Jewish life in the capital began in the 1840s, with the arrival of German immigrants, according to the Jewish Virtual Library. Most German Jews were of the Reform denomination, and in 1852, a group of 21 people established The Washington Hebrew Congregation. Eleven years later, finally backed by Congress, they were able to purchase property on 8th and H streets, in what is known as Chinatown. The congregation, still functioning today, is now located in Cleveland Park.
The first D.C. property, which was actually built to be a synagogue, is now The Lillian and Albert Small Jewish Museum, (click on the link to see a 1969 photo of the building moved by dolly to its new location in Chinatown, in order to make way for the Metro transit headquarters.) It was founded as a Conservative congregation in 1876 by 35 members of WHC who were less thrilled with the synagogue’s more liberal practices. The Congregation, Adas Israel, moved two more times—to an ornate lot at 6th and I streets in 1908, and then to it’s present location in Cleveland Park in 1951.
The property at 6th and I, sold to a Black church in 1951, was relatively forgotten by the D.C. Jewish community until the church decided to move in 2002. Jewish philanthropists Abe Pollin, Shelton Zuckerman, and Douglas Jemal, pooled money together in order to re-buy the historic synagogue (re-dedicated in 2004 as Sixth & I Historic Synagogue.) Though no longer a traditional congregation with dues and a rabbi, Sixth & I provides a wide range of religious and cultural programming, and brings young Jews back to Chinatown for the first time in decades.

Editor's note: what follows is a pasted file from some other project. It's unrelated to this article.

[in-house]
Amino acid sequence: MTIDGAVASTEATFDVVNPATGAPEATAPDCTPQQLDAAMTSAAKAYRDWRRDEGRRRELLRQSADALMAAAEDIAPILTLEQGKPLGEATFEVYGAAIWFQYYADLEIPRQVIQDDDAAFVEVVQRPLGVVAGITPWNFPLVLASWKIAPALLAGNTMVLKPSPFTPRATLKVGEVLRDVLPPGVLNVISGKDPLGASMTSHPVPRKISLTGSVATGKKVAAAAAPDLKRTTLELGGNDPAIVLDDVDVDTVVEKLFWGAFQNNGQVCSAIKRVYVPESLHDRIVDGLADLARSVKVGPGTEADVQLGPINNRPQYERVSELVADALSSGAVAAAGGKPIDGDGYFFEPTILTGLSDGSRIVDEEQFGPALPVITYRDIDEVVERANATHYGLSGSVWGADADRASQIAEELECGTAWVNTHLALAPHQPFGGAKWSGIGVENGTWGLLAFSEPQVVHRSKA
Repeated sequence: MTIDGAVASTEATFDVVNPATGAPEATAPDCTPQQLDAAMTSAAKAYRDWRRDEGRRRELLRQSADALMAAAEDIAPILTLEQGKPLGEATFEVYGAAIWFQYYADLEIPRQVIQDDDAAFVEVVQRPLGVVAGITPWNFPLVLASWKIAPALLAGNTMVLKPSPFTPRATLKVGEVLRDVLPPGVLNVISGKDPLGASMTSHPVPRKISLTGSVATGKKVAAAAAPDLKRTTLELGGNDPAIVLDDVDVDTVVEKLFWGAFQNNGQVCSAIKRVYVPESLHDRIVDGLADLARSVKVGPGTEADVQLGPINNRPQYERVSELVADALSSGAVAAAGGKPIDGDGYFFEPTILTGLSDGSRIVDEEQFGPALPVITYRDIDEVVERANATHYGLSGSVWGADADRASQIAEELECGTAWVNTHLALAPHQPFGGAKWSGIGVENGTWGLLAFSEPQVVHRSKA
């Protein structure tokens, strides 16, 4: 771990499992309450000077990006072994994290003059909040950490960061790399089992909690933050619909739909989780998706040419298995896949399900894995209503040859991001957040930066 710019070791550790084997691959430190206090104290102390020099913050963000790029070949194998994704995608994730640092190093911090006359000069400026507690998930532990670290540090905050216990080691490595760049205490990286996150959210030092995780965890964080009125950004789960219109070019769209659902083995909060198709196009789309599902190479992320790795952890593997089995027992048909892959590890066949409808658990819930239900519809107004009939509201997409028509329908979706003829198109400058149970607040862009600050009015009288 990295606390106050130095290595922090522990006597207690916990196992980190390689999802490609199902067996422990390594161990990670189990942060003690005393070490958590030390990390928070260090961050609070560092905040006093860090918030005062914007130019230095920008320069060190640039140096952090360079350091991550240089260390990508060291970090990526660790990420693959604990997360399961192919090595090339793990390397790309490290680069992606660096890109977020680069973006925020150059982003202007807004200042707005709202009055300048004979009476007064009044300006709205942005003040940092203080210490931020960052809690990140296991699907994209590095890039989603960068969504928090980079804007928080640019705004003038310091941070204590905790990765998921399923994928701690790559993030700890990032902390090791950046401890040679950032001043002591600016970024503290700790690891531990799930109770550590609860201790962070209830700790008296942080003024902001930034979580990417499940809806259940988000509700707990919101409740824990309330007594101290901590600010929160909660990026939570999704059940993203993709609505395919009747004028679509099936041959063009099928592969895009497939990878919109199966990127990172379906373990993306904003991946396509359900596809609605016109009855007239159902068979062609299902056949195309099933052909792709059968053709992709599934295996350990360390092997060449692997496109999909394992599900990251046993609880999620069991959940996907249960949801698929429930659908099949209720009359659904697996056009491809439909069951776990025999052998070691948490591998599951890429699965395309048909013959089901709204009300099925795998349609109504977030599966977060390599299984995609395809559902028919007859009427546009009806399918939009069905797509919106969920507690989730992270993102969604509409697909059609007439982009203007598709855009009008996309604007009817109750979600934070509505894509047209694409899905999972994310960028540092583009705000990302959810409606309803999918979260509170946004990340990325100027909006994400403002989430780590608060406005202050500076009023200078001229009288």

Ohev Shalom, otherwise known as the National Synagogue, became the first Orthodox-chartered synagogue in Washington in 1886. Since then, many more of all denominations have followed. Click here for a list of synagogues in the D.C. metro area.
As Washington grew, branches of Jewish organizations began to take root here, including the Jewish Federation of Greater Washington and the Washington D.C. Jewish Community Center. Also prevalent is The Jewish Community Relations Center of Greater Washington.
Although most Jewish American headquarters are located in NYC, D.C. has the particular honor of housing B’nai B’rith International and it’s numerous offspring, including BBYO, Hillel, the Anti-Defamation League, and Jewish Women International.
Washington, D.C. is also home to the congressionally sanctioned United States Holocaust Memorial Museum.
Today, the greater Washington area is known as the sixth largest community of Jews in the United States, according to the Jewish Virtual Library. Several synagogues, including Orthodox, Conservative, and Reform, have taken hold here, as well as non-denominational minyans and special interest groups. Though the town is largely transient, due to changing political parties and a revolving door of young professionals, the Jewish community is here to stay.